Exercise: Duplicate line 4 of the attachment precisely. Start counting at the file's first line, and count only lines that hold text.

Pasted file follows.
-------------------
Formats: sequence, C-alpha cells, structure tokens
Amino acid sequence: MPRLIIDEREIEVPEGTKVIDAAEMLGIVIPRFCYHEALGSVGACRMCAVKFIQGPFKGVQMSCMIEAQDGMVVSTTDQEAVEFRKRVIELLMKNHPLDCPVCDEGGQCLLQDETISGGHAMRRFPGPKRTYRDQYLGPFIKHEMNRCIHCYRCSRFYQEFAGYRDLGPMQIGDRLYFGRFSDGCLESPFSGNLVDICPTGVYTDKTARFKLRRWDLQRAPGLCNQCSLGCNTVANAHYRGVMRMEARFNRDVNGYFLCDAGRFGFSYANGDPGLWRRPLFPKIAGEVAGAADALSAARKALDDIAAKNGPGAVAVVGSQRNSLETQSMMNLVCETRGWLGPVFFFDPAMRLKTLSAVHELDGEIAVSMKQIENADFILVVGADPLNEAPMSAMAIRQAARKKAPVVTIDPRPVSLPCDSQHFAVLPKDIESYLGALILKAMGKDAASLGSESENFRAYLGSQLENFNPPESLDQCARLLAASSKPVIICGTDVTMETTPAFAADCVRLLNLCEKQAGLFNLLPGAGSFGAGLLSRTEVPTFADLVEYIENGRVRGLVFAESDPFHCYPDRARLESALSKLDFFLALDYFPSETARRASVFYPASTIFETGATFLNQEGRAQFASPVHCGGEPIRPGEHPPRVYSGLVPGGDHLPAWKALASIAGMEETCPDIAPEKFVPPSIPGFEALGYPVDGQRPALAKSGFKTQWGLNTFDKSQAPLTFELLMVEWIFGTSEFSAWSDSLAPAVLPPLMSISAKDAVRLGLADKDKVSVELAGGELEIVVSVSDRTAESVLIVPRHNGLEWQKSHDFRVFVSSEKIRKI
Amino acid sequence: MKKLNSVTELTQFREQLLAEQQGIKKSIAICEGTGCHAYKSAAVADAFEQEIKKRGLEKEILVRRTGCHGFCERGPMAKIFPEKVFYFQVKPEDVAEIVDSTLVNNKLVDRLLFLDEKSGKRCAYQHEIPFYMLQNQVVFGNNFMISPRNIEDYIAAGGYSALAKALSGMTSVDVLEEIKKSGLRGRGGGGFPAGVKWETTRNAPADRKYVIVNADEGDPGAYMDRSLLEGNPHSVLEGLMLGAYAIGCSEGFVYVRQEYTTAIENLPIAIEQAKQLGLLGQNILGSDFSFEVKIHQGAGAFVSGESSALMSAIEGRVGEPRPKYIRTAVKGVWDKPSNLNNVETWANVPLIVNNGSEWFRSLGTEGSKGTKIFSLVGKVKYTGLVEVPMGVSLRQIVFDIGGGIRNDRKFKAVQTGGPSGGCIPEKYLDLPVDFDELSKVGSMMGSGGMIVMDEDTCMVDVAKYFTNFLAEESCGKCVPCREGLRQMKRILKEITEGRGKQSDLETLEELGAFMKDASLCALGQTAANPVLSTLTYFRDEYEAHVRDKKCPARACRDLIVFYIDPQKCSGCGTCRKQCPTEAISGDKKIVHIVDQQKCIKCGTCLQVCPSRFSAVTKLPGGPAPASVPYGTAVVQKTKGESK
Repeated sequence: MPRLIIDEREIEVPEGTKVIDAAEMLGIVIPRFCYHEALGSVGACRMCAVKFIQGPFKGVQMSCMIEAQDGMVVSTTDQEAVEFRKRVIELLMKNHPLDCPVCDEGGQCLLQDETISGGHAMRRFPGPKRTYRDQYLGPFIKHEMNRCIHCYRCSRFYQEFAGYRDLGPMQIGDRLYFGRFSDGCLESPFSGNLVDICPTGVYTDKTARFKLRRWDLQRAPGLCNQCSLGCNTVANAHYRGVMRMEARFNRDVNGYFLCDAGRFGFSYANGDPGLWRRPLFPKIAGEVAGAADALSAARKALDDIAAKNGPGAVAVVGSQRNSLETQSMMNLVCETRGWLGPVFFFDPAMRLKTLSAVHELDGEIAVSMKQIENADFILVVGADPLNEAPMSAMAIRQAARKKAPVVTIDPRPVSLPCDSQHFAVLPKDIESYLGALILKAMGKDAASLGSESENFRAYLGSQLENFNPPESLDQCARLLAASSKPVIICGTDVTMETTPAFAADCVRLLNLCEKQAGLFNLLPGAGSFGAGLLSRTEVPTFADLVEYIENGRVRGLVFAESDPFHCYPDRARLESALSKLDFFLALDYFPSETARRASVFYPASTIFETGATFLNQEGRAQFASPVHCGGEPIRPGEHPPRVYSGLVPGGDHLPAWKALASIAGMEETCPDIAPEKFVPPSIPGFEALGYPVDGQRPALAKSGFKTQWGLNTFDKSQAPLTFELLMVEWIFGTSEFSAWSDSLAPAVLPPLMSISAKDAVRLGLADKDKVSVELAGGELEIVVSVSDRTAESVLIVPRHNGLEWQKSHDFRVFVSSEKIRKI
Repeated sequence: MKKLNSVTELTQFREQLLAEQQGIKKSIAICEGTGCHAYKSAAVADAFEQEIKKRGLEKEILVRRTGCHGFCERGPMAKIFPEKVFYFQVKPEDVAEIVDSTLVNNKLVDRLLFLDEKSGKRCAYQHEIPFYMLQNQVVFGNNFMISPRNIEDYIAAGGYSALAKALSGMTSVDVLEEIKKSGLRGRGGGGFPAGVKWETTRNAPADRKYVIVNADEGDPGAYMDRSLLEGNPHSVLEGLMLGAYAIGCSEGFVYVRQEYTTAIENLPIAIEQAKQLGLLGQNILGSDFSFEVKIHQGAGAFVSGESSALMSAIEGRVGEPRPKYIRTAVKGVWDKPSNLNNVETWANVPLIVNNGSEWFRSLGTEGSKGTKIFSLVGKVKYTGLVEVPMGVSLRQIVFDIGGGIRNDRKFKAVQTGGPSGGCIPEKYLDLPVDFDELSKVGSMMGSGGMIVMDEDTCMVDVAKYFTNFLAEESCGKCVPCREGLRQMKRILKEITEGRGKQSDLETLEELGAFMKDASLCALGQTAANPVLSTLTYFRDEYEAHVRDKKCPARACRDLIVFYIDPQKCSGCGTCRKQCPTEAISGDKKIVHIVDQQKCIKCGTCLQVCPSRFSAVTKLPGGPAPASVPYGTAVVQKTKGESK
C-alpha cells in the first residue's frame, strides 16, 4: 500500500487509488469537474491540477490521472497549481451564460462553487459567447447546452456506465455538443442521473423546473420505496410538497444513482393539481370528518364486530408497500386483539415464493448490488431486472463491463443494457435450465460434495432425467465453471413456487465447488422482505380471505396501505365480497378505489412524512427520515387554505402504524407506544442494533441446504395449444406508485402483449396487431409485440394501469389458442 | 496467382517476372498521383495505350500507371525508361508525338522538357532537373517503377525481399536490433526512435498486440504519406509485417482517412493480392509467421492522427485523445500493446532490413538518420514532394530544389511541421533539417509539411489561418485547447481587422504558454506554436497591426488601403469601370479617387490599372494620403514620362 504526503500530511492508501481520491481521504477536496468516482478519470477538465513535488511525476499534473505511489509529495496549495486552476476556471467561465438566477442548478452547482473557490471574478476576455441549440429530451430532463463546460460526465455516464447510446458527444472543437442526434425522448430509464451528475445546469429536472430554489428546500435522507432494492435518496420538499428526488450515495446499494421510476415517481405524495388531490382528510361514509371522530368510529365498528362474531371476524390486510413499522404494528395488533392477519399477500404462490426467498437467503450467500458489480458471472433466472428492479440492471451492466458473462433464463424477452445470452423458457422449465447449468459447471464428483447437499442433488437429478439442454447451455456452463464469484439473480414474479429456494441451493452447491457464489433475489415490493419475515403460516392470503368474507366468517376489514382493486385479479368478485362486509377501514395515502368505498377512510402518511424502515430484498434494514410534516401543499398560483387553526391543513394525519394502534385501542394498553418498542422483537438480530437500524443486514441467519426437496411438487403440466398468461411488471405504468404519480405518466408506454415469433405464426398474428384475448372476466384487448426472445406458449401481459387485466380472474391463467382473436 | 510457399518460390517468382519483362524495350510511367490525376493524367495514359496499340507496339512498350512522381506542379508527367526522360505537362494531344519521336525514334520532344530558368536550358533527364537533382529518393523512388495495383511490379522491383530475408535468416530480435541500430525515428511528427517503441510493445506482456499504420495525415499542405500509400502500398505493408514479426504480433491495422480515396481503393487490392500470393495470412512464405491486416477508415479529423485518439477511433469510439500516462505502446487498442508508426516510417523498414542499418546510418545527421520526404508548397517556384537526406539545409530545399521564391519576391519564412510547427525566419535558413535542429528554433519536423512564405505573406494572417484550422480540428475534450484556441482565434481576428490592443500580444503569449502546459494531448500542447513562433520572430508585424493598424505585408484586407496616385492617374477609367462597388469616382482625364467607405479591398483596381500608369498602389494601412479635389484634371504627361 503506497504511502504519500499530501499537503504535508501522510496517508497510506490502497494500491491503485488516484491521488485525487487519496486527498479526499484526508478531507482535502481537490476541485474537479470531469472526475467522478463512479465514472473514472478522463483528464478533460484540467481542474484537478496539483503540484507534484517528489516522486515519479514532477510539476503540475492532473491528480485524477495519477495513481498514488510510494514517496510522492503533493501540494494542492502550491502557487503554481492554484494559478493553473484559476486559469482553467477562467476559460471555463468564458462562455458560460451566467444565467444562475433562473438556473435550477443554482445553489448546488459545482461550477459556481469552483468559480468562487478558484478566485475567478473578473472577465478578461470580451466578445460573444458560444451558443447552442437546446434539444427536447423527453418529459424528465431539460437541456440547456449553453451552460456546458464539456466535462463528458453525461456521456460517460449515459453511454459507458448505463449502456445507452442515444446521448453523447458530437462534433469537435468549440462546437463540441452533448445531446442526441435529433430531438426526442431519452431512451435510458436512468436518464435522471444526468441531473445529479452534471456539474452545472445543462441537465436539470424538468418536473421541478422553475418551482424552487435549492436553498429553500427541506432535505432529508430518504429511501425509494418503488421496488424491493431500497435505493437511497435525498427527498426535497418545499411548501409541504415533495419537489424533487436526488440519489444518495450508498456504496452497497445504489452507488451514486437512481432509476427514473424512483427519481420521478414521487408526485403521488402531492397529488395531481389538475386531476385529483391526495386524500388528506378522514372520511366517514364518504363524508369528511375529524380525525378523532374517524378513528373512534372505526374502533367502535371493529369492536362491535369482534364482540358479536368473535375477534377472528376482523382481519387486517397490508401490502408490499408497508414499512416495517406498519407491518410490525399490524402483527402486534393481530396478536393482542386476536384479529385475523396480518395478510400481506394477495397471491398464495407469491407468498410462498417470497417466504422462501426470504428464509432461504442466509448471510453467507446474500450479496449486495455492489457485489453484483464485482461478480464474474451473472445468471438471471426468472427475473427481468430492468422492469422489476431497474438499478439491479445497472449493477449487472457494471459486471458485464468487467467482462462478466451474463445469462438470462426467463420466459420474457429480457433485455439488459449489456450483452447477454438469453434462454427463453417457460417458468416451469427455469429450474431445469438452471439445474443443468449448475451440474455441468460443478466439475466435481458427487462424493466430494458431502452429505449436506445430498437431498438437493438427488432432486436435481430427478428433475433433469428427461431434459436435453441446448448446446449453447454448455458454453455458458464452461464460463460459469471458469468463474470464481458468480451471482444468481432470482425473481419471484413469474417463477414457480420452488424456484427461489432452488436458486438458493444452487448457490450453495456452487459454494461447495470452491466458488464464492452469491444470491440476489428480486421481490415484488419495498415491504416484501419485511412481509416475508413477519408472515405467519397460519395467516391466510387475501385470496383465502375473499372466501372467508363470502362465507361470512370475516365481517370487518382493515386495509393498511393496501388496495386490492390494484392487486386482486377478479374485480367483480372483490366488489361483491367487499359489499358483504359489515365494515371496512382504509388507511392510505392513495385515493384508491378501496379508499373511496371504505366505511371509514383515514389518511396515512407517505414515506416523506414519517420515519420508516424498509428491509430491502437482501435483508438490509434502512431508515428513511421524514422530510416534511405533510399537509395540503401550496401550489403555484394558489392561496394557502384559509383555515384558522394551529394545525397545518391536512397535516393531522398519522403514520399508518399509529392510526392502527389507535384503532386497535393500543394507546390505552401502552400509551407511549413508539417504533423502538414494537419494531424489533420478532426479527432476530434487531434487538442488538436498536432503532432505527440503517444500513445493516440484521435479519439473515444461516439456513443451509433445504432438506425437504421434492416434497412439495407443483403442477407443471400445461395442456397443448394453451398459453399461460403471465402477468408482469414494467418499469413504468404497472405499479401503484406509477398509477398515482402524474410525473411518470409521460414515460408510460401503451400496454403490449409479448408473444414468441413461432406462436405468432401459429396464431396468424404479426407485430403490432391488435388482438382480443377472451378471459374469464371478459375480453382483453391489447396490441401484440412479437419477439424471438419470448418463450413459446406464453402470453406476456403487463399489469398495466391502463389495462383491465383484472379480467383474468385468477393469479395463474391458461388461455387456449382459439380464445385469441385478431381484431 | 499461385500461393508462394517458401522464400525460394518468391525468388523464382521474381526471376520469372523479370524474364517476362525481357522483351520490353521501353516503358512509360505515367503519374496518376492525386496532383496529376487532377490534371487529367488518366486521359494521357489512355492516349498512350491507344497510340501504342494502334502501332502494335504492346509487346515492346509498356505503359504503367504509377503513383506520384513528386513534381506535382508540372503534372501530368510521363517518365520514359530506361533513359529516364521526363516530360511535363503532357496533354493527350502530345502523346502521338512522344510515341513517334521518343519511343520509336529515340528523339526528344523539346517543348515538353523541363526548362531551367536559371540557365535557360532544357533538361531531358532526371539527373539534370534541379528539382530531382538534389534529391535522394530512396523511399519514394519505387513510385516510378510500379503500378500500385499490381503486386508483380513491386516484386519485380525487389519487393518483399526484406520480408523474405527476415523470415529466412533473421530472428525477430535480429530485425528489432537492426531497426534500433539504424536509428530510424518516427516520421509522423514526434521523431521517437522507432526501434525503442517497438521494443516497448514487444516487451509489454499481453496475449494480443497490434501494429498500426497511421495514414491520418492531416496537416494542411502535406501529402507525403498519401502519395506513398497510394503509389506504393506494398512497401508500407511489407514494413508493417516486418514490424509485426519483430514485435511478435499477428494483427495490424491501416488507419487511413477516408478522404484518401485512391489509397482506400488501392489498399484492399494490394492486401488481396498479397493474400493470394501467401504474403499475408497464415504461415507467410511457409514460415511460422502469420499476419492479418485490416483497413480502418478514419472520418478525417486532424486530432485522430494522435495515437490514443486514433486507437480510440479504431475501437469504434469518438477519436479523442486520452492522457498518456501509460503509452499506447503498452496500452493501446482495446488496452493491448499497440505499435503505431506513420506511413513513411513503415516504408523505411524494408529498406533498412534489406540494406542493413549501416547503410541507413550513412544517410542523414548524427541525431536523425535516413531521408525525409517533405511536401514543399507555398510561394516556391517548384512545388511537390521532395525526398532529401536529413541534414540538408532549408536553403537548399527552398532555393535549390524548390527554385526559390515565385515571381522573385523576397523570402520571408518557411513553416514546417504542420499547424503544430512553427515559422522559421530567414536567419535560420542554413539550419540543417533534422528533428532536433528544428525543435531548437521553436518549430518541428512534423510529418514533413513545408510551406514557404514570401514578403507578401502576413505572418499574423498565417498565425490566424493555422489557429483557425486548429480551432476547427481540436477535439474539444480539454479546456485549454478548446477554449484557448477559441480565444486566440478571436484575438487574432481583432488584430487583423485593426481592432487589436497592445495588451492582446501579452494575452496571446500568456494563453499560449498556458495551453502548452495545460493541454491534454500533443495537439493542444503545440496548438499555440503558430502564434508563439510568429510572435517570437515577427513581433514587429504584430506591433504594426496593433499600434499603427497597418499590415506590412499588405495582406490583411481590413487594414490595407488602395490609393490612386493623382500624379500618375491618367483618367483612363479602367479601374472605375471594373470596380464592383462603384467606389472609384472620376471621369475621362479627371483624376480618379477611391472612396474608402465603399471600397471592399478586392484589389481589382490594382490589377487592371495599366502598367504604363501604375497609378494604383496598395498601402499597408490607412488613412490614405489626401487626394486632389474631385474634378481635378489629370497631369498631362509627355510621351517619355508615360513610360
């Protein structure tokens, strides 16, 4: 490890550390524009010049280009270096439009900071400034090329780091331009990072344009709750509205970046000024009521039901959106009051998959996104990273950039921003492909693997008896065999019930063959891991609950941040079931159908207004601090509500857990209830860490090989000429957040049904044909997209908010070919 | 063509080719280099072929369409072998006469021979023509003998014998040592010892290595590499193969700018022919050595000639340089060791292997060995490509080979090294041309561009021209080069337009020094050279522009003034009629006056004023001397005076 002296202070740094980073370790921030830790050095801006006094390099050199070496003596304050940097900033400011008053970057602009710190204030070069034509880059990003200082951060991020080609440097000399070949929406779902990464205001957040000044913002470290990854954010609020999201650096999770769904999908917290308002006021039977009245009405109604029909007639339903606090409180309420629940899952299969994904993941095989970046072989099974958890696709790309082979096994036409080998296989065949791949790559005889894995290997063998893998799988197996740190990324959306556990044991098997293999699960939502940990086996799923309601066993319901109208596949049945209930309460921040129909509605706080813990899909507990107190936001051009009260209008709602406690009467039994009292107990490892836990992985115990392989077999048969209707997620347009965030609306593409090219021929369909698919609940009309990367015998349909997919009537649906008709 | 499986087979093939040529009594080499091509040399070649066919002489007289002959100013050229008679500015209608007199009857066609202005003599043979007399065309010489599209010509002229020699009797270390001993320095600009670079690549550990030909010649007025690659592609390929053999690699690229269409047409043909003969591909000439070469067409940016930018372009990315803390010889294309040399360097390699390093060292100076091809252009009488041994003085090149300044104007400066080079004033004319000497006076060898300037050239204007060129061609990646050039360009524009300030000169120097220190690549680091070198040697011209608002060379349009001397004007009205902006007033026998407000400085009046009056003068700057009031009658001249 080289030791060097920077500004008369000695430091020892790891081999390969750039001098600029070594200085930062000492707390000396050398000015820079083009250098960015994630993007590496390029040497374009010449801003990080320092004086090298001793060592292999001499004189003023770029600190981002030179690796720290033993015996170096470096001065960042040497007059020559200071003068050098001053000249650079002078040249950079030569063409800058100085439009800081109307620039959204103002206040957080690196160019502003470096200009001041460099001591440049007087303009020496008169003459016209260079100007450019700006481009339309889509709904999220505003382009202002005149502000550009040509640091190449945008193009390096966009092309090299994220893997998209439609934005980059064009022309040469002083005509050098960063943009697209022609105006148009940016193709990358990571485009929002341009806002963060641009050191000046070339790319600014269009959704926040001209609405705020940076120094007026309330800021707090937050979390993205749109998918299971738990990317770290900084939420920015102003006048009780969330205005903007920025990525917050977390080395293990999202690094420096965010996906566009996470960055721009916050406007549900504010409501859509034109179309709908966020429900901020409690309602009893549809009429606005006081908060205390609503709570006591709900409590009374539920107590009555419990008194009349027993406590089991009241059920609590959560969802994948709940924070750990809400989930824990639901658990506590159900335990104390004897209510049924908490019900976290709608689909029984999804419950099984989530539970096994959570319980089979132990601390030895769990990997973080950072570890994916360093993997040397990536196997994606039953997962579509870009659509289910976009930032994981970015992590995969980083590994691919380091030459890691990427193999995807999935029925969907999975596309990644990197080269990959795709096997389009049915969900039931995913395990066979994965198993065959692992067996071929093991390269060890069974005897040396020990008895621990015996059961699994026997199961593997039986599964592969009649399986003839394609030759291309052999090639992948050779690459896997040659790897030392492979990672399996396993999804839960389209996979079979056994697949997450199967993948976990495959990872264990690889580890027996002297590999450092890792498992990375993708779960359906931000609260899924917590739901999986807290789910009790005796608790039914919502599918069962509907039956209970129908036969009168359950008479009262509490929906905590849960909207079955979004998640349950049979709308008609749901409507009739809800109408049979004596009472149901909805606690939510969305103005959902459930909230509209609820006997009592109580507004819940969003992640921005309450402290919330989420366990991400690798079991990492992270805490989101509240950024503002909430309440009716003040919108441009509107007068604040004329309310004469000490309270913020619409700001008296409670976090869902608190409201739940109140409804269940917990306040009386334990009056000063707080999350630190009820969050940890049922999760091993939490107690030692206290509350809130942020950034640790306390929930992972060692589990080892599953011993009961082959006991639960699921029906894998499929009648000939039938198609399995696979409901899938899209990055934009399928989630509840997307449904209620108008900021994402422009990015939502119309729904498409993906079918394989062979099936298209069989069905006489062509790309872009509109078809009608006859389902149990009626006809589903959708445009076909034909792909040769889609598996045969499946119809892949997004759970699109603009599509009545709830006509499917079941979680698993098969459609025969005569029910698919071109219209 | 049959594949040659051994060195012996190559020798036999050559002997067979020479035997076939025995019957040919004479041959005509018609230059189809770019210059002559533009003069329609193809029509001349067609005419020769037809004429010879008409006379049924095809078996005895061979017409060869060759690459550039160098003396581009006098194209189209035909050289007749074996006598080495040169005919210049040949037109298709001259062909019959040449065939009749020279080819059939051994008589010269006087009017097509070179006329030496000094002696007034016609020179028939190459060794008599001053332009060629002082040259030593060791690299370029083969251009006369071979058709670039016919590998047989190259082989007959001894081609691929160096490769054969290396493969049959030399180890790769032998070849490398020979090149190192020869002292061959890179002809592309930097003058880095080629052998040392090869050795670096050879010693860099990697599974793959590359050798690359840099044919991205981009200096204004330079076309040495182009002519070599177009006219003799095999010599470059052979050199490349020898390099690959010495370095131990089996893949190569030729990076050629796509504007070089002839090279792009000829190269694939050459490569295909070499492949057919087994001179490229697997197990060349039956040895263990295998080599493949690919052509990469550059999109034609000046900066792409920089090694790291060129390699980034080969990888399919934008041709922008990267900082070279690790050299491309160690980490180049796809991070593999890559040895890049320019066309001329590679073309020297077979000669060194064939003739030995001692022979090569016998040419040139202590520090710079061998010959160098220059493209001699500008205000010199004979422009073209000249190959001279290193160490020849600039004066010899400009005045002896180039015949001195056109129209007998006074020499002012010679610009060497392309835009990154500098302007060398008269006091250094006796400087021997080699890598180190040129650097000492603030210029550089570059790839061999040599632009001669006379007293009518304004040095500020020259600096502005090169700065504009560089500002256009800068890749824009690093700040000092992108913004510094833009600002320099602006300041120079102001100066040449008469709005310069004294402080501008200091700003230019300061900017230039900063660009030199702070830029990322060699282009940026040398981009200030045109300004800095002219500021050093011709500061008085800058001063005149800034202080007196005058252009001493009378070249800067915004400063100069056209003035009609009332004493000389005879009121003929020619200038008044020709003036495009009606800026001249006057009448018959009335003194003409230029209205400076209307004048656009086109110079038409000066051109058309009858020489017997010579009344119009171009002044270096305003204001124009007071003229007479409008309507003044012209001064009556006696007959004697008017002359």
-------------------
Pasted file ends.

Repeated sequence: MPRLIIDEREIEVPEGTKVIDAAEMLGIVIPRFCYHEALGSVGACRMCAVKFIQGPFKGVQMSCMIEAQDGMVVSTTDQEAVEFRKRVIELLMKNHPLDCPVCDEGGQCLLQDETISGGHAMRRFPGPKRTYRDQYLGPFIKHEMNRCIHCYRCSRFYQEFAGYRDLGPMQIGDRLYFGRFSDGCLESPFSGNLVDICPTGVYTDKTARFKLRRWDLQRAPGLCNQCSLGCNTVANAHYRGVMRMEARFNRDVNGYFLCDAGRFGFSYANGDPGLWRRPLFPKIAGEVAGAADALSAARKALDDIAAKNGPGAVAVVGSQRNSLETQSMMNLVCETRGWLGPVFFFDPAMRLKTLSAVHELDGEIAVSMKQIENADFILVVGADPLNEAPMSAMAIRQAARKKAPVVTIDPRPVSLPCDSQHFAVLPKDIESYLGALILKAMGKDAASLGSESENFRAYLGSQLENFNPPESLDQCARLLAASSKPVIICGTDVTMETTPAFAADCVRLLNLCEKQAGLFNLLPGAGSFGAGLLSRTEVPTFADLVEYIENGRVRGLVFAESDPFHCYPDRARLESALSKLDFFLALDYFPSETARRASVFYPASTIFETGATFLNQEGRAQFASPVHCGGEPIRPGEHPPRVYSGLVPGGDHLPAWKALASIAGMEETCPDIAPEKFVPPSIPGFEALGYPVDGQRPALAKSGFKTQWGLNTFDKSQAPLTFELLMVEWIFGTSEFSAWSDSLAPAVLPPLMSISAKDAVRLGLADKDKVSVELAGGELEIVVSVSDRTAESVLIVPRHNGLEWQKSHDFRVFVSSEKIRKI